After years of trying to get Usher to open up, the R&B superstar finally gave in and invited Oprah to his house in Atlanta for a sit-down interview for “Oprah’s Next Chapter.” He spoke candidly about everything from his custody battle to his divorce from Tameka Foster to why he walked off stage in Berlin (“I felt like I would never perform again”) to being a father to his two sons, Usher Raymond V and Naviyd. During their lengthy conversation, he also admitted to having a relationship with one of his ex-wife’s bridesmaids after the marriage had ended.
Plus, his mother and former manager Jonetta Patton explained why she did not support her son’s marriage and how she felt about being fired. “I’ve been sad for eight years,” she said, referring to his relationship with Foster.
Read highlights from the no-holds-barred interview and watch it in its entirety below.
On winning primary custody of his two sons: “This judge based her verdict off of the facts.”
On his lavish wedding to Tameka Foster: “It’s pretty hard to walk away from a high-ticket marriage. I’m still mad kickin’ myself in the ass behind that one. I always felt like maybe we weren’t ready and maybe this wasn’t the time or the way to do it. Part of that played into the demise of it. I wanted to give her the wedding that she wanted, but I wasn’t quite ready.”
On why he decided to proceed with the marriage: “I really wanted to do things right or at least the perception of what right may be. I impregnated this woman, we were in a relationship, we were in love, so I felt like this is the right way to do things. … I don’t know if I had the best point of reference. My father wasn’t there, so I didn’t want to be like him.”
On whether he was in love with Tameka: “I loved her, yes. I did, I was in love.”
On his mother’s resistance to the marriage: “My mother, she definitely told me that she didn’t think that it was gonna work. She didn’t come to the wedding, which also played a great deal in my hesitation. I was upset that she couldn’t support me through that very difficult point in my life. If I were in her position, I would have come [to the wedding].”
On when he knew the marriage was over: “I really felt the marriage was not gonna work before [youngest son] Naviyd was born. We tried to talk about it. We had counseling sessions about it.”
On whether he was faithful to her: “Towards the end of our marriage, I found myself lost and I just wanted out. I was faithful at heart, but not faithful all the way. Even having conversation with another woman about matters of your relationship is not being faithful.”
On whether he had sexual relations with her bridesmaid: “I did have exchanges with her. We were friends. She was someone who was a part of the children’s lives before and it had always been perceived that we were in a relationship or either had some exchange. It was after the marriage.”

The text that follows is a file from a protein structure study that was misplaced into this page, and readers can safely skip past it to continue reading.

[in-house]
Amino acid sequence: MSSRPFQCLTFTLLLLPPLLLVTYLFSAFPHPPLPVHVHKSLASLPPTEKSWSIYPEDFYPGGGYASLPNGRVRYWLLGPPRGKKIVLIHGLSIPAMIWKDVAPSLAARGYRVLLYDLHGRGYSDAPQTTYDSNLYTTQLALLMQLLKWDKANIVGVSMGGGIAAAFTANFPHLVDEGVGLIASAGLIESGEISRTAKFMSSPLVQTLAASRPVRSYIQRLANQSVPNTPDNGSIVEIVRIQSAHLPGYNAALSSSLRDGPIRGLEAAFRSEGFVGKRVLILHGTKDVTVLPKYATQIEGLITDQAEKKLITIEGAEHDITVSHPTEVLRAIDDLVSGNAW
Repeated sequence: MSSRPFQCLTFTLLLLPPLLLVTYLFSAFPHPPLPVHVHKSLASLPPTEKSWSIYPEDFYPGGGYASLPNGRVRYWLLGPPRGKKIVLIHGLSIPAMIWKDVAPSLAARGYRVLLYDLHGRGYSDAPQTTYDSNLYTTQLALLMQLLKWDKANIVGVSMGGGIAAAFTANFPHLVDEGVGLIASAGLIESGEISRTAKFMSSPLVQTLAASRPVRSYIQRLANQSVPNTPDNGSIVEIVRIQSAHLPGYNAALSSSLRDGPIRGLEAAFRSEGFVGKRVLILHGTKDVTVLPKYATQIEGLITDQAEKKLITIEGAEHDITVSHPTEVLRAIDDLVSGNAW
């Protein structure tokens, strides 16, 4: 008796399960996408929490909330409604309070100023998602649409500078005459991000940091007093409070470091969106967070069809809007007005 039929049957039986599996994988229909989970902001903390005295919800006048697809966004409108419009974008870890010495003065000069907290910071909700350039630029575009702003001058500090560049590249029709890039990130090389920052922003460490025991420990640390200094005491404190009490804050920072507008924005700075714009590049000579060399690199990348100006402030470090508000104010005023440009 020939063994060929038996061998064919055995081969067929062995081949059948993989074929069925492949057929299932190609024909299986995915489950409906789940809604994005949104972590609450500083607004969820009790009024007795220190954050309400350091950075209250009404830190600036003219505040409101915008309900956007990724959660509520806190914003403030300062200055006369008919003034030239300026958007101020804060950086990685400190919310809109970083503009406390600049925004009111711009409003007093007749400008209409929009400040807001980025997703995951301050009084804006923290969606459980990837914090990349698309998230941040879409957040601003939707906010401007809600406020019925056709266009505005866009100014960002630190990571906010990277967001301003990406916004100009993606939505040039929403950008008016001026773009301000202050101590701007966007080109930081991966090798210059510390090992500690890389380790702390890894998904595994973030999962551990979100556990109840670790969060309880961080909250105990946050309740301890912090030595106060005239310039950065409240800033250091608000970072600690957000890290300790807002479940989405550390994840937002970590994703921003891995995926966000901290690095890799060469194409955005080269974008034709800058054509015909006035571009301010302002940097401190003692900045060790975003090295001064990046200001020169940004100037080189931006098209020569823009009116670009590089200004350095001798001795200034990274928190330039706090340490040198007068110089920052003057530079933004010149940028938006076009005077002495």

On whether he was an absentee father: “No, I’m not an absentee father at all.”
On the death of his stepson Kile Glover: “I miss Kile and I happened to be in Los Angeles when I received a call from Tameka. She said I need to get back. Something happened with Kile up on Lake Lanier. I didn’t know how real it was, so I reached out to [Kile’s father] Ryan respectfully to get an understanding, and of course, he told me that there had been an accident. I said, ‘I can fly Tameka back, would you like me to do that?’ He said, ‘Yes, get her back here as soon as possible.’ I got her back on the phone, got her a plane, got her here.”
On whether he attended the funeral: “It hurts me to hear people speculating to say that I wasn’t at the funeral because I absolutely was at the funeral. I was at the burial as well.”
On why he cried on the witness stand: “I had to conjure up what I had to live in Berlin because their accusation was that I was on drugs. I said quite the contrary.”
On why he walked off stage in Berlin: “It was because I could not see my boys and right as I’m getting ready to open up my Berlin show, they don’t come and I’m gonna be gone for two months. It was the passing of a father, the demise of a relationship and divorce. … At that moment when [my father] passed, I had just gotten to know him. I was happy and trying to share what I was on.”
On his bedroom soundtrack: “Some guys don’t really take their time. They don’t care to put music on. I like to set the mood before I actually go there. It starts with a little bit of Teddy P., get a little bit of Luther Vandross in there, a little bit of Marvin Gaye, and then your more modern Usher.”